• Identifiable – Each segment should have characteristics that allow you to identify its members in your target market. Creating segments that are purely theoretical with no measurable characteristics will be impossible to identify, no matter how much market research you perform.
  • Differentiated – Each segment should have some recognizable (and relevant) characteristics that make it distinct from the other segments. Identifying market segments that all look similar will not allow for effective—and targeted—messaging on the back end.
  • Accessible – Your business needs to be able to reach and communicate with your segments. Identifying segments exclusively engaged in market niches where your business does not operate will not be helpful. Consider the marketing tools and resources your team has at its disposal when crafting your target segments to ensure your segments are reachable.
  • Substantial – Segments should be large enough to justify your marketing efforts to reach and appeal to them. After all, the purpose of segmentation is to provide value to your organization—and if a segment is too small to justify an investment, in the end, it’s not “worth it.”
  • Actionable – Similarly, you should be able to identify a strategy for marketing your business’ goods and services to your target segments Spending the time and resources in creating a market segmentation that identifies segments uninterested in your business is not money well spent.

Keeping these criteria in mind as you think through the objectives of your market segmentation (and the strategies for segmenting) will help ensure that you can transition your findings into marketing campaigns more effectively.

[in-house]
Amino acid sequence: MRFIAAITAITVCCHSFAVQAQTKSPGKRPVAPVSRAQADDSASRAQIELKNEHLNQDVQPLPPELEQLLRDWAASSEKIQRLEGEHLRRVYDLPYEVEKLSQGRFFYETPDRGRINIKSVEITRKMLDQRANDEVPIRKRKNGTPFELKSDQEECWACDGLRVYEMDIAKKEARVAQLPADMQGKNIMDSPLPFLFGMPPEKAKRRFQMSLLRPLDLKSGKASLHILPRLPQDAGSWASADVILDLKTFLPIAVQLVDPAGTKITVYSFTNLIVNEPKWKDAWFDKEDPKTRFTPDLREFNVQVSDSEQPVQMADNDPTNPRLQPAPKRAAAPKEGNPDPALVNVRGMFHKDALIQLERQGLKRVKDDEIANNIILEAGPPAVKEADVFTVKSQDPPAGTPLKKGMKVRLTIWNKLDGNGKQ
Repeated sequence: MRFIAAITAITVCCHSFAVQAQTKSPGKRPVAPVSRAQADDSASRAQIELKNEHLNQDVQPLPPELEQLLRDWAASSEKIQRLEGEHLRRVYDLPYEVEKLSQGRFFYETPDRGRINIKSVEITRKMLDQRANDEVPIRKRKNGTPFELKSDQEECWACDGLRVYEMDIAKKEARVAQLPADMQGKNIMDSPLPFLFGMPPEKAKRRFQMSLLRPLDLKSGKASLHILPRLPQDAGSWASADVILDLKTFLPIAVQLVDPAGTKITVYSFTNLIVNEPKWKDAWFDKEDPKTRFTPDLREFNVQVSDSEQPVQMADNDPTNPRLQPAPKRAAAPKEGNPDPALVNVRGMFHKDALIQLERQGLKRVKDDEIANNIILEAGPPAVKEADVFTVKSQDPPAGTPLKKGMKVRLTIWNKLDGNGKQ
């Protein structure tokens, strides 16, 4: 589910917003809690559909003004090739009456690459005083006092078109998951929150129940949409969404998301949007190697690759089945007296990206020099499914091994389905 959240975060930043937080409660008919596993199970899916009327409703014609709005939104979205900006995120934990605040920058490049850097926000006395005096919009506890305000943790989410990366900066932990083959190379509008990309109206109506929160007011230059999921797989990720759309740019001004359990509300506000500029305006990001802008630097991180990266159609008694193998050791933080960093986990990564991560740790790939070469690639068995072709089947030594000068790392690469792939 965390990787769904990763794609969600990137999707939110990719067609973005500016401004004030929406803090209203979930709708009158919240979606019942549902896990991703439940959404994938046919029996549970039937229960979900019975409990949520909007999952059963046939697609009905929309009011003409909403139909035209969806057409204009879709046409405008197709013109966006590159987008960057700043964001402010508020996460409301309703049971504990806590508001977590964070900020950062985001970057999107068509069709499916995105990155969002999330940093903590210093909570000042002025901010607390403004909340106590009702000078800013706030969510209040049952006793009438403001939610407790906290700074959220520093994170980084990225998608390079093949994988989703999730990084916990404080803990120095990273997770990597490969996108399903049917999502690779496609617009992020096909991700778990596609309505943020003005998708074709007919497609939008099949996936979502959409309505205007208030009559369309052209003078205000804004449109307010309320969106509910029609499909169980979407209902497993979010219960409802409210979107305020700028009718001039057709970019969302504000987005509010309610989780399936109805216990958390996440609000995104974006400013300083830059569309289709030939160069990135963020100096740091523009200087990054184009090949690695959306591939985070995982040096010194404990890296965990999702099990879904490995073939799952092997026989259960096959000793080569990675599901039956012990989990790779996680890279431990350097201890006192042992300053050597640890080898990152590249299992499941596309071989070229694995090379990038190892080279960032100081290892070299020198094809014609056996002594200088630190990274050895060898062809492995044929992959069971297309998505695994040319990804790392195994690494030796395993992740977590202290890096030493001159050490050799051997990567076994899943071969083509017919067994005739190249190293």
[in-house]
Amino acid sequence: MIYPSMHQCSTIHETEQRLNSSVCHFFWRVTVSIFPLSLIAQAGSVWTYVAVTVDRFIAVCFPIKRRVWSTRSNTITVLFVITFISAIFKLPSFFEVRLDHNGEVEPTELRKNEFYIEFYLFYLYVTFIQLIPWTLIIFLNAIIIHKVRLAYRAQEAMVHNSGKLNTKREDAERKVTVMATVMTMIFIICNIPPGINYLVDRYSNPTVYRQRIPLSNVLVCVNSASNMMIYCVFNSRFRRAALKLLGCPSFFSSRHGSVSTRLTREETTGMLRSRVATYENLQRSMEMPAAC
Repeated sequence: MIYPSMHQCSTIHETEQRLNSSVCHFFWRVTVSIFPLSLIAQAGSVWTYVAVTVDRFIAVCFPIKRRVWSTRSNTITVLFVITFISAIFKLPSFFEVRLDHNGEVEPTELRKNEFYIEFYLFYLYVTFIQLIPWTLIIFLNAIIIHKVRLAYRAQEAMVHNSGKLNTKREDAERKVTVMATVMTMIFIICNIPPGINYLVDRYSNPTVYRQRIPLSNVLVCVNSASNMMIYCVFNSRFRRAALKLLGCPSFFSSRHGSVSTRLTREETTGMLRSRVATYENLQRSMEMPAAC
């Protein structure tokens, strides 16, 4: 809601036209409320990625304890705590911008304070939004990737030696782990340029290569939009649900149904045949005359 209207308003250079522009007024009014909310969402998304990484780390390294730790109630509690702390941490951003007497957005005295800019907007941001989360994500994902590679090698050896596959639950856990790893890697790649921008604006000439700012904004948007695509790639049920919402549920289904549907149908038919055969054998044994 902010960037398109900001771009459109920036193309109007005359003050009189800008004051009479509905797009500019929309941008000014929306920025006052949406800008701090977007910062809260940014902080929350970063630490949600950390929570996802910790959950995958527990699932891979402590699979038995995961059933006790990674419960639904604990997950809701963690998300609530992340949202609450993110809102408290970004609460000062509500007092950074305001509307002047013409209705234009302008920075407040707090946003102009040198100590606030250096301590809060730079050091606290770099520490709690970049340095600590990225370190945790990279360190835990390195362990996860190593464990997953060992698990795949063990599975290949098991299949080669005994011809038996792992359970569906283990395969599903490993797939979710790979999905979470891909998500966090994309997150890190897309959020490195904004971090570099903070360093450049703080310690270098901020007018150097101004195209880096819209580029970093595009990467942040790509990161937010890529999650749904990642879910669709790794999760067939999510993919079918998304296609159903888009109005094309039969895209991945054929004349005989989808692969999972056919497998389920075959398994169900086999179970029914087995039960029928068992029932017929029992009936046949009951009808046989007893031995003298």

Now that we have established the key elements of a high-quality market segmentation, we can explore the types of market segmentations that may be useful to your organization. At the end of the day, segmentation is a balance of art and science; there is no singular way to identify market segments. Just as your target customer cannot be seen as one big, homogenous group, there is not just one type of market segmentation.

All segmentation strategies fall somewhere along a spectrum, balancing both “hard” and “soft” measures. Hard measures are objective data points that can be easily verified while soft measures tend to be more subjective in nature. The balance of hard and soft measures manifests in five main types of market segmentation:

Demographic – A demographic segmentation is based on attributes such as age, education, employment, household composition, income, or other attributes specific to a given individual. A geographic segmentation that relies on geographic boundaries to define target segments is a subtype of demographic segmentation.

Firmographic – A firmographic segmentation is based on organizational attributes such as industry, location, size, market share, revenue, or other characteristics. Firmographic segmentations are similar to demographic segmentations, but they’re used in a B2B context, rather than B2C.